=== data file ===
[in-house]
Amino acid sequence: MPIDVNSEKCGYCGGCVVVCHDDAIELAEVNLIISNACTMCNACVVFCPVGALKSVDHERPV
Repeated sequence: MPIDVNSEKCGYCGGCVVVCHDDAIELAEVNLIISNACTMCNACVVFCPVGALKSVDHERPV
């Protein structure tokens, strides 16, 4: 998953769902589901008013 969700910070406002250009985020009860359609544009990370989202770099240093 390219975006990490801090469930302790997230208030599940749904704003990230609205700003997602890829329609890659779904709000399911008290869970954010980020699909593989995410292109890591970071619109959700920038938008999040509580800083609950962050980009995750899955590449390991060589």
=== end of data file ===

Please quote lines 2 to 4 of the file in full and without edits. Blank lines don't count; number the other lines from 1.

Amino acid sequence: MPIDVNSEKCGYCGGCVVVCHDDAIELAEVNLIISNACTMCNACVVFCPVGALKSVDHERPV
Repeated sequence: MPIDVNSEKCGYCGGCVVVCHDDAIELAEVNLIISNACTMCNACVVFCPVGALKSVDHERPV
């Protein structure tokens, strides 16, 4: 998953769902589901008013 969700910070406002250009985020009860359609544009990370989202770099240093 390219975006990490801090469930302790997230208030599940749904704003990230609205700003997602890829329609890659779904709000399911008290869970954010980020699909593989995410292109890591970071619109959700920038938008999040509580800083609950962050980009995750899955590449390991060589």